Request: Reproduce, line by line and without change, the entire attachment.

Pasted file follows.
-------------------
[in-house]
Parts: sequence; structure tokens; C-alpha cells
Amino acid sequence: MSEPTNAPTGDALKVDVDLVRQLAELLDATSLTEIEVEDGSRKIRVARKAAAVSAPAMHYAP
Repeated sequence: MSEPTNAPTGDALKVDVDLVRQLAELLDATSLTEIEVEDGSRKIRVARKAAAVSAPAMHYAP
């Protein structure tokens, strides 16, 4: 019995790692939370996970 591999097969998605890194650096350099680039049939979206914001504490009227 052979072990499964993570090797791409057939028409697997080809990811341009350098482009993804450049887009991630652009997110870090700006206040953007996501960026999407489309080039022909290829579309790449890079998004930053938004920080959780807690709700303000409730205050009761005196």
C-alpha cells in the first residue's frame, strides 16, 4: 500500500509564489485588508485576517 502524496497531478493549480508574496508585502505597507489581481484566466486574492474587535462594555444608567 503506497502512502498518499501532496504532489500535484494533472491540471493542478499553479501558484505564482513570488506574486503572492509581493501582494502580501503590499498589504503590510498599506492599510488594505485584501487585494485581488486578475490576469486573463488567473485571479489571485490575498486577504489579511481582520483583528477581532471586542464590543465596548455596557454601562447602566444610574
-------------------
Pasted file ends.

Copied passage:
[in-house]
Parts: sequence; structure tokens; C-alpha cells
Amino acid sequence: MSEPTNAPTGDALKVDVDLVRQLAELLDATSLTEIEVEDGSRKIRVARKAAAVSAPAMHYAP
Repeated sequence: MSEPTNAPTGDALKVDVDLVRQLAELLDATSLTEIEVEDGSRKIRVARKAAAVSAPAMHYAP
């Protein structure tokens, strides 16, 4: 019995790692939370996970 591999097969998605890194650096350099680039049939979206914001504490009227 052979072990499964993570090797791409057939028409697997080809990811341009350098482009993804450049887009991630652009997110870090700006206040953007996501960026999407489309080039022909290829579309790449890079998004930053938004920080959780807690709700303000409730205050009761005196």
C-alpha cells in the first residue's frame, strides 16, 4: 500500500509564489485588508485576517 502524496497531478493549480508574496508585502505597507489581481484566466486574492474587535462594555444608567 503506497502512502498518499501532496504532489500535484494533472491540471493542478499553479501558484505564482513570488506574486503572492509581493501582494502580501503590499498589504503590510498599506492599510488594505485584501487585494485581488486578475490576469486573463488567473485571479489571485490575498486577504489579511481582520483583528477581532471586542464590543465596548455596557454601562447602566444610574